Scottish fire board consults on closure plans

Image caption The fire board is looking to close five local control rooms

The Scottish Fire and Rescue Board has voted to consult on plans to reduce the number of fire control rooms.

Members rejected the idea of moving towards just two centres from the current eight - backing the principle of retaining three.

Johnstone in Renfrewshire will be retained, along with two others.

The plan could mean the closure of control rooms in Inverness, Aberdeen, Thornton in Fife, Maddiston near Falkirk, and Dumfries.

The Scottish government said before the meeting that the details of the plan were a "matter for the board".

The strategy put to the board also included a single national training centre at Cambuslang, and the identification of a national headquarters building "located in the area bounded by Perth, Glasgow and Edinburgh".

The fire service would dispose of the Scottish Fire Service College at Gullane in East Lothian, and property at Maddiston and Thornton.

Property would also be released at Cowcaddens in Glasgow and North Anderson Drive in Aberdeen, although fire stations would be retained at both sites.

Also surplus to requirements would be Lauriston Place in Edinburgh, although "steps will be taken to ensure continued public access to heritage assets in Edinburgh".


The paper presented to the fire board estimated that not pursuing a programme of property rationalisation and investment would involve continuing costs of £4.7m per year, equivalent to 162 firefighter posts.

It said that "dialogue will be maintained at all levels with the Scottish government" to ensure that permission is granted for money raised by disposal of surplus properties to be re-invested.

The paper stated: "It is recognised that property rationalisation will have a significant impact on employees and throughout the process detailed analysis has been undertaken to understand the nature and extent of this."

In advance of the board meeting, the Scottish government confirmed it had been informed of the strategy.

A spokeswoman said: "We are aware of proposals to be discussed by the Scottish Fire and Rescue Board. However the detail of these is an operational matter for the board.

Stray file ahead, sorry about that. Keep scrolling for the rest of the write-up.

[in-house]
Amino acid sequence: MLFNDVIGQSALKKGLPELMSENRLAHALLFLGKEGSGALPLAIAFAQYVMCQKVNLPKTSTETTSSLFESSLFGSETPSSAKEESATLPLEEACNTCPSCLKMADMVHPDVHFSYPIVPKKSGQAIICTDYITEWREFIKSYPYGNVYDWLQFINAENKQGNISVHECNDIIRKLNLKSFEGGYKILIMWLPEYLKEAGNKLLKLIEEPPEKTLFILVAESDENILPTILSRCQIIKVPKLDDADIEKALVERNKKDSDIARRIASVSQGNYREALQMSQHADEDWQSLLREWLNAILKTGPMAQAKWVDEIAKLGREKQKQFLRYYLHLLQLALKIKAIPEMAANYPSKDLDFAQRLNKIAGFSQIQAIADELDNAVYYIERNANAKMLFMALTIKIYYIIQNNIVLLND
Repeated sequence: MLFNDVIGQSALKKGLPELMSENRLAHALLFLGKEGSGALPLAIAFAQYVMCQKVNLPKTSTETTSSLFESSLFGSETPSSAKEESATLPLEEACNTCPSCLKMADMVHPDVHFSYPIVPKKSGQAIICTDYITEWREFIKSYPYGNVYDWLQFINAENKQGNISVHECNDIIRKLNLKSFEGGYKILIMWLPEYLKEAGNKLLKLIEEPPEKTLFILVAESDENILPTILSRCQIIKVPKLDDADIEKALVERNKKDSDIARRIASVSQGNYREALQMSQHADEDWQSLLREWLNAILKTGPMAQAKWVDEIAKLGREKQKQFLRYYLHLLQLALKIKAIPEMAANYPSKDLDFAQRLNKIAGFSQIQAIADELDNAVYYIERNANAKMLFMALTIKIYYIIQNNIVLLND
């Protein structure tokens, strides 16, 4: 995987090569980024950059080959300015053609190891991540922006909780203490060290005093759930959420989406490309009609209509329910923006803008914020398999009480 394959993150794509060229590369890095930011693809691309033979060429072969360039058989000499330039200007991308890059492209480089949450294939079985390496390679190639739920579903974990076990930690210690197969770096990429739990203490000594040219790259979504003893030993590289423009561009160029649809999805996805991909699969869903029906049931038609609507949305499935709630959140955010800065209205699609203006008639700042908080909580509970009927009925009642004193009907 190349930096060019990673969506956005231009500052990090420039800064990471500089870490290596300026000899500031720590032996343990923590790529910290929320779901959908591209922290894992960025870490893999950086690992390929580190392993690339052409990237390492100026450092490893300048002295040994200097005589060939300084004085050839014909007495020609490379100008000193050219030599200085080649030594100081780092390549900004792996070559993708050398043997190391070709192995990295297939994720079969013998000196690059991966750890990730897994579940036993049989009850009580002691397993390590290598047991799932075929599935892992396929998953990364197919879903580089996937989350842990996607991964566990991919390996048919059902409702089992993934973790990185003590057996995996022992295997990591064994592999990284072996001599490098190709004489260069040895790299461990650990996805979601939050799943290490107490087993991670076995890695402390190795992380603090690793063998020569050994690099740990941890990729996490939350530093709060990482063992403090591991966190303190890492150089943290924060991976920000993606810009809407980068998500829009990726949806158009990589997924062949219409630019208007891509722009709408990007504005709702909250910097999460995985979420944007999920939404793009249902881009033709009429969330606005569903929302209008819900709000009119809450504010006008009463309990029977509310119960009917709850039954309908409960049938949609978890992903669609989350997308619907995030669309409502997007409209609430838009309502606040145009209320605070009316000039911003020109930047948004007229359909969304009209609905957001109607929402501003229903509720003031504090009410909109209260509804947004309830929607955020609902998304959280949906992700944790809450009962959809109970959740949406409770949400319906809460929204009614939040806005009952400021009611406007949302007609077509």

"The board is committed to the Scottish government's policy of no compulsory redundancies."

Fire Brigades Union's Scottish chairman Alan Paterson said: "We will start to consult with our members on the detail once we have time to digest it and then both sides can get back into some meaningful discussions and negotiations with service managers.

"On any proposals, when it comes to the details, it's very difficult to measure of what degree the risk is."

Implementation plan

Following the board meeting, Chief Officer Alasdair Hay said: "This is not something that will be achieved overnight.

"It will take a number of years and requires a detailed implementation plan.

"What I can say is that we are committed to ensuring community safety and firefighter safety and that any changes we make will not compromise those two critical tenets of our organisation."

Fire board chairman Pat Watters added: "I recognise that the plans discussed today will affect a number of our staff and naturally everyone is concerned when there is change.

"It is important to stress these changes will take a number of years and we will be working closely with staff and representative bodies as we develop implementation plans."

Scottish Labour's justice spokesman Graeme Pearson said: "Of course it's important that the merger of the fire boards leads to relevant efficiency savings but there also has to be consideration of the wider economic impact.

"I'm concerned that these decisions have been rushed through and there hasn't been any thought on what happens in the local communities where the call centres were.

"I would also like reassurance that the closure of these offices doesn't lead to any dip in service."

Scottish Liberal Democrat justice spokeswoman Alison McInnes has criticised the proposals.

She said: "Increasing the number of planned centres from two to three is simply not good enough. This will result in a significant loss of local knowledge, which we know is crucial to our emergency services.

"You can't put a price on life and it is a false and crass choice to say we can either have more control centres or more firefighters."

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